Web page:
Scientific Papers

Endoscopic clip-induced acute appendicitis in a patient on chronic hemodialysis: a case report with literature review | Renal Replacement Therapy


Summary of the case

We diagnosed a case of appendicitis caused by an endoscopic clip in a patient on HD. This endoscopic clip was used for gastric ESD 2 years ago. The patient had been asymptomatic since then. Endoscopic clips are typically blunt in shape with a low risk of gastrointestinal perforation; this may explain why the patient was asymptomatic for 2 years.

Pathophysiology of appendicitis caused by foreign bodies

Approximately 80–93% of ingested foreign bodies pass through the gastrointestinal tract without any event; therefore, foreign bodies in the appendix are rare [3]. Fish bones are the most common foreign body, but rarely, dental prostheses and medical devices such as endoscopic clips may also result in appendicitis [4]. A PubMed search using the terms “acute appendicitis” and “hemostatic clip” yielded one published case in English after the year 2009. Ichushi-Web and google scholar search using the terms “appendicitis” and “endoscopic clips” yielded four cases in both sources. These cases are summarized in Table 1 [5,6,7,8,9]. Endoscopic clips might be covered by fecalith and occlude the appendix for appendicitis to develop; this process may proceed for days to years [4].

Table 1 Summary of five cases of endoscopic clip-induced appendicitis and the present case

Management of appendicitis caused by foreign bodies

Surgical appendectomy is preferred in appendicitis caused by foreign bodies. Although interval appendectomy and conservative treatment prior to surgery are options, most cases of appendicitis caused by foreign bodies are treated with an emergency appendectomy. Dislodging foreign bodies once they are lodged in the appendix is challenging owing to peristalsis toward the tip of the appendix [10]. Prophylactic appendectomy may be performed in such cases. Endoscopic removal of foreign bodies in the appendix has also been reported in the literature as another option [11]. In this case, appendicitis was already complicated by an abscess, and an emergency appendectomy was performed. However, emergency appendectomy is usually recommended for all appendicitis cases caused by foreign bodies, regardless of complications such as abscess formation and perforation. Despite this, if a foreign body is found in the appendix and appendicitis has not developed, the patient may be monitored for 8 weeks to allow the foreign body to be excreted from the appendix [12].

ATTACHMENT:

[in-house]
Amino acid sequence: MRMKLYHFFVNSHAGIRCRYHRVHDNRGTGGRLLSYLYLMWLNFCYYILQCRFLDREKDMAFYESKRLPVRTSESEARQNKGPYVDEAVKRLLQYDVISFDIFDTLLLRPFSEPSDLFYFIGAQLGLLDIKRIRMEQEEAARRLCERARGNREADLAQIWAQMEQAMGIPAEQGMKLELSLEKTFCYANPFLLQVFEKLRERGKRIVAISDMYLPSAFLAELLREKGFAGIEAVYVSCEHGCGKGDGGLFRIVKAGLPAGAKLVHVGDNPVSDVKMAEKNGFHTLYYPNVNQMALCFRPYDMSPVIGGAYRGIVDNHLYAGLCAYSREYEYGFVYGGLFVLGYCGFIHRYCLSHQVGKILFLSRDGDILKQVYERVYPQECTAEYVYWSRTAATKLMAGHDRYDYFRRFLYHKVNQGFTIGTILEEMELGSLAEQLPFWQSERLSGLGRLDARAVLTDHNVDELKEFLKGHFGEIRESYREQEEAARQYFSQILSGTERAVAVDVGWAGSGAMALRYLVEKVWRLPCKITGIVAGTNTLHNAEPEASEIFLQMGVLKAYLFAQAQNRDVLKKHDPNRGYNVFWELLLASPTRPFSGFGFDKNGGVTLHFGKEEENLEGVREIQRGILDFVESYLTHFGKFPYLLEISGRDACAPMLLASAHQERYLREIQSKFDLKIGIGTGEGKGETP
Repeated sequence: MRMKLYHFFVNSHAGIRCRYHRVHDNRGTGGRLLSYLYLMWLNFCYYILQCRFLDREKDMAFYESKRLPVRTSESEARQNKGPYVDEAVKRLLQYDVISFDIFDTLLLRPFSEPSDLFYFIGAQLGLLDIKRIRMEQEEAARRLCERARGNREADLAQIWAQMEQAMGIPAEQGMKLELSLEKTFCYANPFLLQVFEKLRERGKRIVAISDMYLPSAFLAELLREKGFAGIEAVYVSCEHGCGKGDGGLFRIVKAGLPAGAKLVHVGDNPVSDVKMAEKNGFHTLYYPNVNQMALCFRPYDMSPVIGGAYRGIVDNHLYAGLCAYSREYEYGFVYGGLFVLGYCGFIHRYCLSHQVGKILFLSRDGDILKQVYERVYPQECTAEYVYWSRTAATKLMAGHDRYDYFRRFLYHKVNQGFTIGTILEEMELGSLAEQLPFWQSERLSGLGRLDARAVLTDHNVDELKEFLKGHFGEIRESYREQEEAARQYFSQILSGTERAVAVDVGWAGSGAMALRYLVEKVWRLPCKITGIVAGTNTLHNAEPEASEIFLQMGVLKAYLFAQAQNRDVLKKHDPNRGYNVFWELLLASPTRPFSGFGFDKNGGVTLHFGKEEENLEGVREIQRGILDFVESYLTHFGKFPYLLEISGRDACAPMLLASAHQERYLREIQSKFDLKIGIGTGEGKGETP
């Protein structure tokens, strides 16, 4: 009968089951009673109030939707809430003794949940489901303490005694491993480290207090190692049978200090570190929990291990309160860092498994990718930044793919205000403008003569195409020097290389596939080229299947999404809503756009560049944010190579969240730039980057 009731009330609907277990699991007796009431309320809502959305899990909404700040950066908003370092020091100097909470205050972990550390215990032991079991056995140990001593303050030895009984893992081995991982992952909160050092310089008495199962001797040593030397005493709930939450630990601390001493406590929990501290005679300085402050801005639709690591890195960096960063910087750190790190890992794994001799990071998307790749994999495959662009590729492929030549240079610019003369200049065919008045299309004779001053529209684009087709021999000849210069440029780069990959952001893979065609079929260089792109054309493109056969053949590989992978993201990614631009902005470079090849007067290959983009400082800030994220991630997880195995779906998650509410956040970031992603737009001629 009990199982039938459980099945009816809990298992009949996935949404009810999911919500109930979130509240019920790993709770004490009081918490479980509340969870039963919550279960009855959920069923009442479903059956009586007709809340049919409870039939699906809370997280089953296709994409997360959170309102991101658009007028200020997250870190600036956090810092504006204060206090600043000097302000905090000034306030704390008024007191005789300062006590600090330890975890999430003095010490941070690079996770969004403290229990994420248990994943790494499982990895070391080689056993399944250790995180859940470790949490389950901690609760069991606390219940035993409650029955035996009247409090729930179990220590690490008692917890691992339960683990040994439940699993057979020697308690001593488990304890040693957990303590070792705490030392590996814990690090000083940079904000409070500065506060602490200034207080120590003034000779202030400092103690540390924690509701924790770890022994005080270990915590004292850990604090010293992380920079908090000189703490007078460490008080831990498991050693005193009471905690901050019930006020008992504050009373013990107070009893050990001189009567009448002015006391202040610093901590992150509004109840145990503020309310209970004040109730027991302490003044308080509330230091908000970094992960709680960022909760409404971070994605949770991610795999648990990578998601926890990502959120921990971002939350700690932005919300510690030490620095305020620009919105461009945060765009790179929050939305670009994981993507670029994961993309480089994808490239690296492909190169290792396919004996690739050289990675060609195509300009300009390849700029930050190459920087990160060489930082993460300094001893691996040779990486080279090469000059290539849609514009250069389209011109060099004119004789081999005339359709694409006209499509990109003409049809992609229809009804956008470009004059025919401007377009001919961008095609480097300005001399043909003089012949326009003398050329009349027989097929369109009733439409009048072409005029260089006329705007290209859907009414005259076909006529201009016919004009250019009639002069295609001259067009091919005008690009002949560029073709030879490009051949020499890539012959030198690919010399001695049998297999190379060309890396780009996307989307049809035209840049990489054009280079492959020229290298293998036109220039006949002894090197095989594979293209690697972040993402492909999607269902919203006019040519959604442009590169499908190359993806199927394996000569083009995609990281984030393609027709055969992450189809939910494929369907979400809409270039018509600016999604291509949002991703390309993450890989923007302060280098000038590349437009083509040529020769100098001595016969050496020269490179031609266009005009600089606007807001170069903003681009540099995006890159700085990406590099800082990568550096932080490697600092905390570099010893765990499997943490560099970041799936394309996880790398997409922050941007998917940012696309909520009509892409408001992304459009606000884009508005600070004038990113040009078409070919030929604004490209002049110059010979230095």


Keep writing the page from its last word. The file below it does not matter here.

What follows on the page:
Appendicitis in patients undergoing hemodialysis

The clinical features of appendicitis, one of the most common acute abdominal diseases in HD patients, differ between HD and non-HD patients. The mortality rate of appendicitis is 0.09–0.24% in the general population but 4.0% in HD patients [13, 14]. The risk of perforated appendicitis is also higher in them [15]. The poor outcomes of acute appendicitis in HD patients may be explained by the diseases that leading to HD, (such as diabetes and arteriosclerosis), and hemodynamic instability during HD [15]. Comorbidities such as autonomic dysfunction and compromise immunity in HD patients may also be responsible for these poor outcomes as well as the higher rate of perforated appendicitis in HD patients [16, 17]. A previous study reported that typical symptoms associated with appendicitis, such as nausea, vomiting, right lower quadrant abdominal pain, and leukocytosis, were less common in HD patients [18]. Early diagnosis of appendicitis in HD patients, despite the lack of characteristic symptoms of appendicitis, may be explained by the fact that HD patients regularly visit clinics to receive their treatment. In the present case, the onset of symptom (pain) was on dialysis day, which led to an early diagnosis even though the patient had no fever, nausea, or vomiting. The patient had diabetes mellitus and was at high risk of developing severe appendicitis, but the early diagnosis may have contributed to the uncomplicated course of the disease.



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